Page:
This May 25, 2011, file photo shows Florida Marlins baserunner Scott Cousins, left, colliding with San Francisco Giants catcher and Leesburg native Buster Posey during a play at the plate. Posey suffered a season-ending injury because of the play, and in this week’s Winter Meetings, Major League Baseball has moved in the direction of banning home-plate collisions. (Herald File Photo)
LAKE BUENA VISTA, Fla. — Collisions at home plate will be eliminated in the major leagues as soon as next season and no later than 2015, the rules committee announced Wednesday at the Winter Meetings.
The move was driven by heightened awareness of catastrophic long-term consequences from repeated concussions, as well as general safety concerns after recent incidents such as Giants catcher and Leesburg native Buster Posey’s severe knee injury in 2011.
“They just want to try to create a safer environment for the catchers,” Braves general manager Frank Wren said. “That’s the goal.”
Mets GM Sandy Alderson, chairman of the rules committee, made the announcement Wednesday. The rule change requires the approval of the players’ union in order to go into effect for the 2014 season, but Alderson said if it’s not approved by the union it could be unilaterally implemented for the 2015 season.
“Ultimately what we want to do is change the culture of acceptance that these plays are ordinary and routine and an accepted part of the game,” Alderson said. “The costs associated in terms of health and injury just no longer warrant the status quo.”
Specifics of the rule still have to be ironed out before wording is presented to owners for approval at their Jan. 16 meeting.
Many former players and old-school types have recently expressed concern about the possible rule change, and all-time hits king Pete Rose was outraged after hearing it had been decided Wednesday.
“What are they going to do next, you can’t break up a double play?” Rose told the Associated Press. “You’re not allowed to pitch inside. The hitters wear more armor than the Humvees in Afghanistan. Now you’re not allowed to be safe at home plate? What’s the game coming to? Evidently the guys making all these rules never played the game of baseball.”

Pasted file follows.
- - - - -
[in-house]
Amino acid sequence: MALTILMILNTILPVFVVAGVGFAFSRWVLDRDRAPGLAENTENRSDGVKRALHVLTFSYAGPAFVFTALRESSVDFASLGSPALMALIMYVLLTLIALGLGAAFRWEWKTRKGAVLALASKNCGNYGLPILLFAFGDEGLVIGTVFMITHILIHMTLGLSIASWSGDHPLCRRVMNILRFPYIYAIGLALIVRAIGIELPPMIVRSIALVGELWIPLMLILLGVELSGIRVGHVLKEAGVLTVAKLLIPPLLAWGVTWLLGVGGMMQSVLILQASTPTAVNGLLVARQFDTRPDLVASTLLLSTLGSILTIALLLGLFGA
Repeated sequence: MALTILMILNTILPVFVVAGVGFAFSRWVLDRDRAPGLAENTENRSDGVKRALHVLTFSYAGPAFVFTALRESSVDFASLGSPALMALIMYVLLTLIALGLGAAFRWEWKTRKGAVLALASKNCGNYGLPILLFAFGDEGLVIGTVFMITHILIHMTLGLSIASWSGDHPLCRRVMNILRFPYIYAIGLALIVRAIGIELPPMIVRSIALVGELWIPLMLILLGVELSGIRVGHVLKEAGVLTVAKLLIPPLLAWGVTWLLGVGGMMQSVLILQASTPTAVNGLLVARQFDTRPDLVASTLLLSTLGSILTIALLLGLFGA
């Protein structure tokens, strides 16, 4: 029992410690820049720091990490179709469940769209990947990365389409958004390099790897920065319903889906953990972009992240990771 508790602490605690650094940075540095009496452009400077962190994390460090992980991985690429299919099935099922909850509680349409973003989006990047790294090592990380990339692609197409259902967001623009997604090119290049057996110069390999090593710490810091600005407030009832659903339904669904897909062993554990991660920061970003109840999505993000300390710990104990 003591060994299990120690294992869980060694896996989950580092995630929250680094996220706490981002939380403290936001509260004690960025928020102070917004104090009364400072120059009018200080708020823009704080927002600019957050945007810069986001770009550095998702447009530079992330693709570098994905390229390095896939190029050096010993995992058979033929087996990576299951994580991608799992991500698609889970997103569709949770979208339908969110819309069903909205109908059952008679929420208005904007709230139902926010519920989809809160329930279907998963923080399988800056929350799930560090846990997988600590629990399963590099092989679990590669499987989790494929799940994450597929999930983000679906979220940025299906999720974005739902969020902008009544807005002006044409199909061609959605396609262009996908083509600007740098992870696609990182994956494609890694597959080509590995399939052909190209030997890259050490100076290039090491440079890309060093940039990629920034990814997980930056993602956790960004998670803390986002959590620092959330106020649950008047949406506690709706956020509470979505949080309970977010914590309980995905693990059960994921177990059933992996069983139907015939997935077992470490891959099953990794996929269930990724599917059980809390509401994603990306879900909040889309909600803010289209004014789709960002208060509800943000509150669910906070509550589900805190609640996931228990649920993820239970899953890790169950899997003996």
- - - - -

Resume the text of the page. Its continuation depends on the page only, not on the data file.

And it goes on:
Rose was involved in perhaps the most famous home-plate collision, when he plowed through catcher Ray Fosse in the 1970 All-Star game, leaving Fosse with a fractured and separated shoulder.
Braves manager Fredi Gonzalez, a former minor league catcher, had expressed mixed feelings when asked Tuesday about a potential ban on collisions at the plate.
“It’s a double edged sword,” he said. “You try to protect one side and then you hurt the other side. Then you put the umpires in a position where they’ve got to make another decision that maybe they shouldn’t. If you said you’ve got to slide at the plate, that if you don’t slide you’re out — all right, I think colleges and high schools have that rule. Well, the catcher’s going to take advantage of that. The catcher is going to say, okay, I know he’s got to slide, but I’m going to sit on the plate. I’m going to block the plate. Now the umpire (has to decide), can he block the plate? The ball is not there yet, that kind of stuff.
“So I’m all for protecting players, obviously, and concussion is one of the biggest issues we have in our sport and all sports in general, really. But that’s the thing with blocking the plate and not blocking the plate.”